A day trip to – Salisbury

An ancient cathedral city on the River Avon and a convenient stopping point for visitors to Stonehenge has plenty of other things to keep people busy on a day trip.

My visit was triggered by the possibility of visiting Longford Castle, which is open for guided tours on certain days of the year. As it took most of the afternoon I skipped a few things to visit so you can pretty much do Salisbury in the morning and then Stonehenge or Longford Castle in the afternoon.

Fortunately, Salisbury is also a fairly compact old town, with the four major attractions practically side by side, and around 15 minutes’ walk from the town’s main train station.

It’s not the cheapest place to visit as pretty much anything inside will charge you entry, but the town center is pretty so even if you’re only visiting the town and nothing else around, you can fill a day with the museums and a nice walk around the architecture.

Salisbury Cathedral

It is the famous cathedral with the famous spire that has acquired an unfortunate ignominy thanks to the actions of Russian spies.

Now over 750 years old, the cathedral is pretty much everything you hope it could be – grand, impressive and very richly decorated. In fact, this spire is definitely worth seeing as it is very richly decorated on the outside, much more so than most cathedral spires.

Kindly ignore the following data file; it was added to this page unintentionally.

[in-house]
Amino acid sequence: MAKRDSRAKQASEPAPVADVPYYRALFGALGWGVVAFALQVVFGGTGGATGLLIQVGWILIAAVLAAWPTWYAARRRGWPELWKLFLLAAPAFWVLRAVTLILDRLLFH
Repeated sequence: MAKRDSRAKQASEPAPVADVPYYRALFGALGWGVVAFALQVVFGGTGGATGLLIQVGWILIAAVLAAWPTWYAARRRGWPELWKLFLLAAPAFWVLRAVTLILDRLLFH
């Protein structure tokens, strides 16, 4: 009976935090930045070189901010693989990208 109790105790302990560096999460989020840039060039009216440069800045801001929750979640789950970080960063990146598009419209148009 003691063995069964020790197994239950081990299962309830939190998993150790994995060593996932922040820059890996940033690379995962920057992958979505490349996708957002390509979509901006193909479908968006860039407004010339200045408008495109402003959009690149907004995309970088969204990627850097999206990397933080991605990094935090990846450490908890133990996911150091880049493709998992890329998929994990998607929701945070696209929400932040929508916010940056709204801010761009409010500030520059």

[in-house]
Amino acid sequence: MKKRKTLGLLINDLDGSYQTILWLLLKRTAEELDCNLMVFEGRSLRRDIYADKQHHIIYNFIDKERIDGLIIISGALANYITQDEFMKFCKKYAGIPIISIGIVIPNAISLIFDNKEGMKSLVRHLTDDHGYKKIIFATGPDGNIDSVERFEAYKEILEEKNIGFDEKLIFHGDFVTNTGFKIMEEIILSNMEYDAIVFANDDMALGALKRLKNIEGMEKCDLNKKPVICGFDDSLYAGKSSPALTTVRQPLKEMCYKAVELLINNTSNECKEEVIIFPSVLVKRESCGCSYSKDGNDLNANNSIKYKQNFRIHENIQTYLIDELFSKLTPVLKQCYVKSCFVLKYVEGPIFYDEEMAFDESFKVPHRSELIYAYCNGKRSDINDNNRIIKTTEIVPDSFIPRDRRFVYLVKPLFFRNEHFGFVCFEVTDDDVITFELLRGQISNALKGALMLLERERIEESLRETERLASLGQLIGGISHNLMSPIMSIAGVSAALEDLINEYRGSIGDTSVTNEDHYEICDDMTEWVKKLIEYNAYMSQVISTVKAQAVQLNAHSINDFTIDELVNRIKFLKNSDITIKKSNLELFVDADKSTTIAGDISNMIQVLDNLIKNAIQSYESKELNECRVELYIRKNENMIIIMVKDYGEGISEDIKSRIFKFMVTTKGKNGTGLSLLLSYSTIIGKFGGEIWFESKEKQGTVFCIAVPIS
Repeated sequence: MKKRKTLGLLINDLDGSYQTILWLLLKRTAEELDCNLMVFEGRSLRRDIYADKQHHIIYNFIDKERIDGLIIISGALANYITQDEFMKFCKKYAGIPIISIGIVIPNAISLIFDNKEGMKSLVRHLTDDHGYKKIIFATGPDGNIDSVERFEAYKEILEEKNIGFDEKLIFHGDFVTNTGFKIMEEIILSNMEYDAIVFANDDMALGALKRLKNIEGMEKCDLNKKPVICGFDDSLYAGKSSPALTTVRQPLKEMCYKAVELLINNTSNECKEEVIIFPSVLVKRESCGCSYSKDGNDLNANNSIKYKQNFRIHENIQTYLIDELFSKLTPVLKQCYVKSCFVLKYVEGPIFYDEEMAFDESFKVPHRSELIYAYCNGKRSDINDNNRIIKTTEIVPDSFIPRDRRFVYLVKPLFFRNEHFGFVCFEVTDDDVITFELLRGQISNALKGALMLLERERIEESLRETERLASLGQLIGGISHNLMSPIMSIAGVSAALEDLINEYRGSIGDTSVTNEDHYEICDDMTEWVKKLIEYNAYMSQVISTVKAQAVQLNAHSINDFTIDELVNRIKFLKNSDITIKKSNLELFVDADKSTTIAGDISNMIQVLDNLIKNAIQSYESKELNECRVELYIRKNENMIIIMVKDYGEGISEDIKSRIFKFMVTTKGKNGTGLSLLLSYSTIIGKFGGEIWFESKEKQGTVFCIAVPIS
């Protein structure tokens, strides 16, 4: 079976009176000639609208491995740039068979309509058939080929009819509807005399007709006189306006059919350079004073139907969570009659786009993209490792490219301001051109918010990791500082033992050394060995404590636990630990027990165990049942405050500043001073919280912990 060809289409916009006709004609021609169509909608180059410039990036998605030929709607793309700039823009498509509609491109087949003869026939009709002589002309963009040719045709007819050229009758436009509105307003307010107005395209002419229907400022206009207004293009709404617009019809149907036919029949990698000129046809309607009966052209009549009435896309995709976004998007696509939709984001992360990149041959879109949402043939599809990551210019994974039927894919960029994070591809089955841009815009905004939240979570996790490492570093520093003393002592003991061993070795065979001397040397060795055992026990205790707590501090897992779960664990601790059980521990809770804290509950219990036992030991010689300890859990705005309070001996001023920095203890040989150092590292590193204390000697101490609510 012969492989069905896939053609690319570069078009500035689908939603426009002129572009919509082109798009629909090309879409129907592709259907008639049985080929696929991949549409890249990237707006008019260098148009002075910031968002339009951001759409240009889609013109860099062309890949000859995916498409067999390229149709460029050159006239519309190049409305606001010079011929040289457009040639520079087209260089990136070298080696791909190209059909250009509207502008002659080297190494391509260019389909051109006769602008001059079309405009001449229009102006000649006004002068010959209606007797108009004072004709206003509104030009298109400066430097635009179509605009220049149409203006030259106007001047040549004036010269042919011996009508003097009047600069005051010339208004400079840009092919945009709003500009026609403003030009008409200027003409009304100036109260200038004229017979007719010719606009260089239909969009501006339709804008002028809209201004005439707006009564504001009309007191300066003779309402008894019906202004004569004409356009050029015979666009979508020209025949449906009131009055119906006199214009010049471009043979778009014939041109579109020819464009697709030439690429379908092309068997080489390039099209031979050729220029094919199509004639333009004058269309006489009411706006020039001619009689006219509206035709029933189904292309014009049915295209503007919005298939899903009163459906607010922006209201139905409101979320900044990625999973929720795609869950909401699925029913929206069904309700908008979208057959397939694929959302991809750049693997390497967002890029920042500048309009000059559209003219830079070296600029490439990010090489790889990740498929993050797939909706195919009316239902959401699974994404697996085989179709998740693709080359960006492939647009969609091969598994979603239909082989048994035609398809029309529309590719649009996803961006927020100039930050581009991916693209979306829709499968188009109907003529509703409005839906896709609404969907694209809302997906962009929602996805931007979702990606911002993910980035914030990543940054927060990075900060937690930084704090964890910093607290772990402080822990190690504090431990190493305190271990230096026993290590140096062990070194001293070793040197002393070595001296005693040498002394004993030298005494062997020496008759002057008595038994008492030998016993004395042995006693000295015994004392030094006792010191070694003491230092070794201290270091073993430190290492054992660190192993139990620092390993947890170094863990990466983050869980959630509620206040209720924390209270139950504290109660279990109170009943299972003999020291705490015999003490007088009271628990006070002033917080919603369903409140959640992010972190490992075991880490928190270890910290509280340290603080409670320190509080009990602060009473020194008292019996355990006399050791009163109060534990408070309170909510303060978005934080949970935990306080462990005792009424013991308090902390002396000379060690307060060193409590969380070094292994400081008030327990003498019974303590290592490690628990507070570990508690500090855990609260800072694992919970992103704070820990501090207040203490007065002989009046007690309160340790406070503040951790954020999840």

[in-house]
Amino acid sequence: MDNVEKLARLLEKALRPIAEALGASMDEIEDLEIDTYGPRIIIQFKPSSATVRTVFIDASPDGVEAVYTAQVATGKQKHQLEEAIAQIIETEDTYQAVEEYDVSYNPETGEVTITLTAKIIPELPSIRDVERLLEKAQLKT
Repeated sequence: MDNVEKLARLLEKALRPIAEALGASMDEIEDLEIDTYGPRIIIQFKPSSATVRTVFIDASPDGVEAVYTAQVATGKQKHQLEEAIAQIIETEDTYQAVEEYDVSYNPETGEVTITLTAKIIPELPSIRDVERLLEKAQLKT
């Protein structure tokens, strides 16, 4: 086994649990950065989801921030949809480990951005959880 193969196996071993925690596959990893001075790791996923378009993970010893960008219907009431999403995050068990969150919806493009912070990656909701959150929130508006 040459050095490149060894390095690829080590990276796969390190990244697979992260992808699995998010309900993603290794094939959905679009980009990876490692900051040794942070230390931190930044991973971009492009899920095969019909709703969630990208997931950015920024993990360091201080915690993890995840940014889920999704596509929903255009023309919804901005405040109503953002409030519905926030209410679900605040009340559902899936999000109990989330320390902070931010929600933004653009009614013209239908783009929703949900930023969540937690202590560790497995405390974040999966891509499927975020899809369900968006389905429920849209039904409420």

The entrance is through the cloister, and inside a leaflet offered, and a note indicating that the demonstration of the old clock was in an hour, then all you have to do is wander around the premises. When I visited, a school choir was singing in a side alley, but maybe a Friday morning is too quiet for tourists as I had most of the building to myself.

A guide spotted me looking at a sign when the cathedral flooded and lifted a rock in the ground to show me how close the floodplain is to the ground. It has recently risen a foot in the last few weeks so it is about 2 feet below the stones. No basement under this cathedral, of course.

You can climb to the top of the spire, but only in pre-booked groups (or a single wealthy person paying for a group), because for the rest of us it’s a classic cathedral tour, looking up up, down, sideways, noticing the memorials and admiring the stones.

What the cathedral also has is a copy of the Magna Carta, now on display inside the chapter house, in a rather temporary tent to keep it dark.

Entry to the cathedral costs £9 for adults and is reasonably priced for around an hour’s walk.

Salisbury Cathedral website

Salisbury Museum

I was admittedly about to skip that, as £8.80 to visit a local history museum seemed, well, a bit much frankly, based on many visits to other local history museums. In the end, I joined just to make sure I finished as much as possible on a visit, and I’m so glad I did because it really is a great museum.

There is an absolutely huge archeology room which would look great in a national museum and tells the story of the many sites and burials around Salisbury including, of course, Stonehenge. There’s everything from pre-Roman and Roman antiques to Victorian antiques and modern finds here.

The rest of the museum is closer to what you might expect, with local history highlighted, and less expected, a giant 3-metre-tall behemoth that once paraded through the town.

A modern art exhibition completes the museum.

Considering I expected to spend 30 minutes there, I walked out an hour later and had barely scratched the surface of what was on display.

Salisbury Museum website

Arundells

This is a large Georgian house which was last inhabited by former Prime Minister Ted Heath. And aside from Chartwell, where Winston Churchill once lived, it’s the only former Prime Minister’s residence you can visit.